Managing loyalty rewards programs through the pandemic has brought on a wide range of challenges to accurate forecasting, from changes in consumer behavior to changes in program rules to account for the pandemic. Here, we are highlighting two particular aspects that have had a surprisingly large impact on “breakage” (or the percentage of points that will not be redeemed).
Pandemic Impact #1: Points are being accrued differently than before leading to decreases in breakage
Over the course of the pandemic, members who typically accrued via credit cards (or other financial sources) remained highly engaged. Conversely, members who accrued via travel or entertainment sources became much more disengaged. How does this change in point accrual sources impact breakage estimates?
Consider the following illustrative graph:
* Illustrative graph based on experience of a number of loyalty programs pre- and post-pandemic
As shown, the number of points accrued via Flight, Entertainment and Retail sources plummeted during the pandemic whereas the number of points accrued via credit cards remained largely unchanged. As a percentage of all points accrued in a period, Credit Card Accruals jumped up from 40% before the pandemic to 80% during the pandemic, as shown in the following pie charts.
All other things equal, members accruing via a credit card are generally more engaged than members accruing via Flight, Entertainment or Retail sources. Thus, as a percentage of points accrued, breakage should decrease for points accrued during the pandemic because, simply, point activity is more weighted towards types of members that redeem a high proportion of their points.
However, while the overall breakage rate may decrease, this is unlikely to translate to a higher liability estimate, since the breakage rate will be applied to a smaller number of points accrued in each period.
Impact #2: An "expiry freeze” during the pandemic can lead to sharp changes in breakage
As discussed above, a group of members in your program may have fallen into dormancy during the pandemic – for example, travel and entertainment members who could no longer continue to accrue during the pandemic.
You may have implemented a freeze on point expiry for the majority of the pandemic so as to prevent newly disengaged members from expiring, and thus to keep them engaged with the program over the long term. Engaged members (e.g. credit card accruers) continue to accrue while disengaged members hold on to dormant points. This is illustrated in the example below.
After March 2022, you may be considering removing the expiry freeze. A large number of dormant members will then face point expiry in an event we call an “expiry wave”. Will you need to increase or decrease your loyalty liability estimate following the expiry wave?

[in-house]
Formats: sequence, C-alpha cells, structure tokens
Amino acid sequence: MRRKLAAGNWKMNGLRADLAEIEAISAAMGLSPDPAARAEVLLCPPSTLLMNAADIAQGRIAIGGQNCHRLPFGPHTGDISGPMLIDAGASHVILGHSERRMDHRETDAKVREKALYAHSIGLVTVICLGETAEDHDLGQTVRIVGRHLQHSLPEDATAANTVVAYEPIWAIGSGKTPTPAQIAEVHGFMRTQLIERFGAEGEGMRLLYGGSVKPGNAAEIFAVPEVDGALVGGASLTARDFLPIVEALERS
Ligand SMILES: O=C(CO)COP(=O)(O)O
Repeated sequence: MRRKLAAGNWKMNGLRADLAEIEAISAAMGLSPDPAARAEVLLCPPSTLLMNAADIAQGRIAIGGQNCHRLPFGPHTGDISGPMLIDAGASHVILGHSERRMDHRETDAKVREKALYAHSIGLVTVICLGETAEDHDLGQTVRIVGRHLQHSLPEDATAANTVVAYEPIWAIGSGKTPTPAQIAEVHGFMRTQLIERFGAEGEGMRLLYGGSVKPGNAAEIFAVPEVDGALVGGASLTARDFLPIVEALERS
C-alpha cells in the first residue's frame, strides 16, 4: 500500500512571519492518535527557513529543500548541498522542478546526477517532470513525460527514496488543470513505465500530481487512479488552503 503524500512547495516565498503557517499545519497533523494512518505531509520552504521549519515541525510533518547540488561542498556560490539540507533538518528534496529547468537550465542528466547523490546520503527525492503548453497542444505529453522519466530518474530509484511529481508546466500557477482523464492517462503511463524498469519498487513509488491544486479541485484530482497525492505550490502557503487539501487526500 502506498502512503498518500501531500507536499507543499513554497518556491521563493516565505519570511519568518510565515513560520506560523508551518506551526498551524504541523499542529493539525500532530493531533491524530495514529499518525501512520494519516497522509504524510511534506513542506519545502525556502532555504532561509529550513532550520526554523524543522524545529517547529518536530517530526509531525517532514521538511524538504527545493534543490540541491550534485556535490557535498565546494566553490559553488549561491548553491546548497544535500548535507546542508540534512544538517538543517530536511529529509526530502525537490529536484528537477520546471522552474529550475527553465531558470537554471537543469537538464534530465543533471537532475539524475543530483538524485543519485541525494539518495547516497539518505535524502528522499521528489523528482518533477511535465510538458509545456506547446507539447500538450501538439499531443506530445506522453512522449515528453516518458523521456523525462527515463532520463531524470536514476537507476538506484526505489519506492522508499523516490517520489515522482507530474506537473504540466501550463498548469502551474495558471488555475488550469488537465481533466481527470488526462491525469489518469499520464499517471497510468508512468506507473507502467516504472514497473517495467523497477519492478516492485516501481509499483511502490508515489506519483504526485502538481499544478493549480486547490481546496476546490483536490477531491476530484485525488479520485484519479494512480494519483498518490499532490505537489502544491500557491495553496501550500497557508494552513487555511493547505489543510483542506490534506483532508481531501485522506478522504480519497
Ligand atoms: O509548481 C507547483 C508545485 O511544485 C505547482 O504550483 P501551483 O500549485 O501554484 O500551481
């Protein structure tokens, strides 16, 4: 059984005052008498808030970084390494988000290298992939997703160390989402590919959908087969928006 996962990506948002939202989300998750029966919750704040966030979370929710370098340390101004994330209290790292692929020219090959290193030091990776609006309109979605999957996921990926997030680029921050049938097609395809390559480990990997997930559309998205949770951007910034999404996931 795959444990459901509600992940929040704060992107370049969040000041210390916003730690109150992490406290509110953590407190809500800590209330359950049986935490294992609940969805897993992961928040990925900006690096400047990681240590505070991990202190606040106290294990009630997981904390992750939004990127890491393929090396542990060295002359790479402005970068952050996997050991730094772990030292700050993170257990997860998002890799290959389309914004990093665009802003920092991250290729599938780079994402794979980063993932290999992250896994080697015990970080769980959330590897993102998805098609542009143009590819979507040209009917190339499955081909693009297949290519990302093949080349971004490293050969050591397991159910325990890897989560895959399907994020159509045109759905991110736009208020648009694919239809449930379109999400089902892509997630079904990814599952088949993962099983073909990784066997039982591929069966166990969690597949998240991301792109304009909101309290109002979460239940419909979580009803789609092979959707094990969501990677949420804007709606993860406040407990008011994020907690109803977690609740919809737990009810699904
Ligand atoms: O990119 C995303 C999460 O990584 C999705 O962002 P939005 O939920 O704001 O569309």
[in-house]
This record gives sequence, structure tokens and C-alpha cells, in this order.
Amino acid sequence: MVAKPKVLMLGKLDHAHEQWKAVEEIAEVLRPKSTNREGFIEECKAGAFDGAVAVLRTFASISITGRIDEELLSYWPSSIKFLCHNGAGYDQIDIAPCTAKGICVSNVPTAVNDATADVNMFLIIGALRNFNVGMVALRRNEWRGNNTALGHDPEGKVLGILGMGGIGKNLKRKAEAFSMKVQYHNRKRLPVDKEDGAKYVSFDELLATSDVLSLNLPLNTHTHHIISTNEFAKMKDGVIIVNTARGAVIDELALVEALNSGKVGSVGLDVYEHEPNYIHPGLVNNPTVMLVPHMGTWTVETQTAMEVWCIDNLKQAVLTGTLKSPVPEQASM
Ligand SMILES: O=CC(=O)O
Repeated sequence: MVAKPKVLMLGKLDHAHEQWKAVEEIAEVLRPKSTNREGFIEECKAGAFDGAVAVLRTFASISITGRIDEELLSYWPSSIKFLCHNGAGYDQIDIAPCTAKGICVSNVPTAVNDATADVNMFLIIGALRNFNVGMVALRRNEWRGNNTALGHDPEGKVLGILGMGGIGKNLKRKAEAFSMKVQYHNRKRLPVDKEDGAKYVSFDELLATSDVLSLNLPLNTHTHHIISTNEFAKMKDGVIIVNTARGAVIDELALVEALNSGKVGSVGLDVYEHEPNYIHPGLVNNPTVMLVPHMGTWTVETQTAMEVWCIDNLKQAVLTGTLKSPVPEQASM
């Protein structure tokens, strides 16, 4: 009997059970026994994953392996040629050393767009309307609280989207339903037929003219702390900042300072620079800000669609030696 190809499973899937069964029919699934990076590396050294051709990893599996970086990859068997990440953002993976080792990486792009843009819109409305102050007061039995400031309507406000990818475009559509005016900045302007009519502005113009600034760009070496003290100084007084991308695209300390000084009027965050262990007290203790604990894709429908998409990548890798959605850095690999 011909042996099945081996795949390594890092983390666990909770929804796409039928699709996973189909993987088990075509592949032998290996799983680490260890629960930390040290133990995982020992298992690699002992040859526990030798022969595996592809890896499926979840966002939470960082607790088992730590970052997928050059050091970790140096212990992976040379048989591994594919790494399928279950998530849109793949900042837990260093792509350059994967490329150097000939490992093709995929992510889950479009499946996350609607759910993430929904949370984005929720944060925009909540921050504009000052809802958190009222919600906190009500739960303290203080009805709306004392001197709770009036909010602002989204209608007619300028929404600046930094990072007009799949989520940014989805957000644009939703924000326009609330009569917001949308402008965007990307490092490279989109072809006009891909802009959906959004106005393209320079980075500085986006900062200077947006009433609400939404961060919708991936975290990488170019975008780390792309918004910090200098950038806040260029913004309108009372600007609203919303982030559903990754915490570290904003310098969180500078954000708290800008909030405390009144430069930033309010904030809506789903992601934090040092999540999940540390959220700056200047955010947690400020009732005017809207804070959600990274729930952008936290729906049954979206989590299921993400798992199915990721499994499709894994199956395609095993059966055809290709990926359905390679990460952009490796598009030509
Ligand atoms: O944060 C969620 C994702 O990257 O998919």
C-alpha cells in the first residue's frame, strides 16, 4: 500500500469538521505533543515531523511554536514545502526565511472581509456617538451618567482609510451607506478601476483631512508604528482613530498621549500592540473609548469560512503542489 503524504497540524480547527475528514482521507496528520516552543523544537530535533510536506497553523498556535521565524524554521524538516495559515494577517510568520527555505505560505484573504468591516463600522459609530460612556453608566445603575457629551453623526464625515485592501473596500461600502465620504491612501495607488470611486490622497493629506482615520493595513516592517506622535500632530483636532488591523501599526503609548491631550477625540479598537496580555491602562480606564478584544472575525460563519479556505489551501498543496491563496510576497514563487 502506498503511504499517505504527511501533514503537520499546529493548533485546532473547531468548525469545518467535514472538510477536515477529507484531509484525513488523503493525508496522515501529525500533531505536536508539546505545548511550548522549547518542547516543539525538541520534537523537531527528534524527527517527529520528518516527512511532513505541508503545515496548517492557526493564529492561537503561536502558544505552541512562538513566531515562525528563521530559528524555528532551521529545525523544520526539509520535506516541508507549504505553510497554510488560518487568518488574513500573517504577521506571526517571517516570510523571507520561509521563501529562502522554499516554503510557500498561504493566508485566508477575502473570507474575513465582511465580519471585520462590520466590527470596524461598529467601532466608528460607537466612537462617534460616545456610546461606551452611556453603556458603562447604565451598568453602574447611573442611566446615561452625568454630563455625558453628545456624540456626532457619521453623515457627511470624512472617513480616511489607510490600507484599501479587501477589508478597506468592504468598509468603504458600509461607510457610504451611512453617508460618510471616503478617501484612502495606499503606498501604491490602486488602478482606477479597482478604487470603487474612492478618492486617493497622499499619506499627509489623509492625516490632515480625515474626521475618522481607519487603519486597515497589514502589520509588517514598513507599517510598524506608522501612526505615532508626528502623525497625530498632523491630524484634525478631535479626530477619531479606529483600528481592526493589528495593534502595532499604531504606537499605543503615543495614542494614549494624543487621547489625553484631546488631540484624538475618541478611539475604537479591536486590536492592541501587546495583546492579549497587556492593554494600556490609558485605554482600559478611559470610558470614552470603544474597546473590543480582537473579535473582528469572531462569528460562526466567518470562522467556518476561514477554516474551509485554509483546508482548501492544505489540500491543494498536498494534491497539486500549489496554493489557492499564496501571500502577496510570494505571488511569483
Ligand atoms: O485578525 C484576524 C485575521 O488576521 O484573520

Consider the following graph:
On the left, we show your financial position just before the expiry wave – you are reserving for 60% of points in force, assuming that this proportion of points will go on to be redeemed in the long term. When point expiry recommences, the expiry wave hits – a large number of points in force is removed from your program as expired points. This leaves a greater proportion of points in force that can be expected to be redeemed in the long term. In the right column, around 85% of points are ultimately expected to be redeemed.
The jump in the redemption expectation (from 60% to 85%) is a significant increase of 25 percentage points. But do not be alarmed, for your financial liability should not change due to this event alone, all other things equal. As shown in the example, the same number of points are expected to be redeemed in the long run (55 billion points in the graph) before and after the expiry wave. It is only the number of points expected to be expired in the long run that will change (37 billion points before the wave reducing to 9.2 billion after the wave). This explains the abrupt increase in the redemption expectation to 85%.
When forecasting your loyalty liabilities, be sure to adjust your redemption expectations assumptions if a percentage is applied when preparing your financial statements.
The examples provided here demonstrate that care is needed when applying breakage rates in practice. To ensure that the breakage rate being applied at any moment is consistent with the most-up-to-date information available, it is important to frequently review accrual, redemption and expiry assumptions as loyalty programs move into different phases of the pandemic.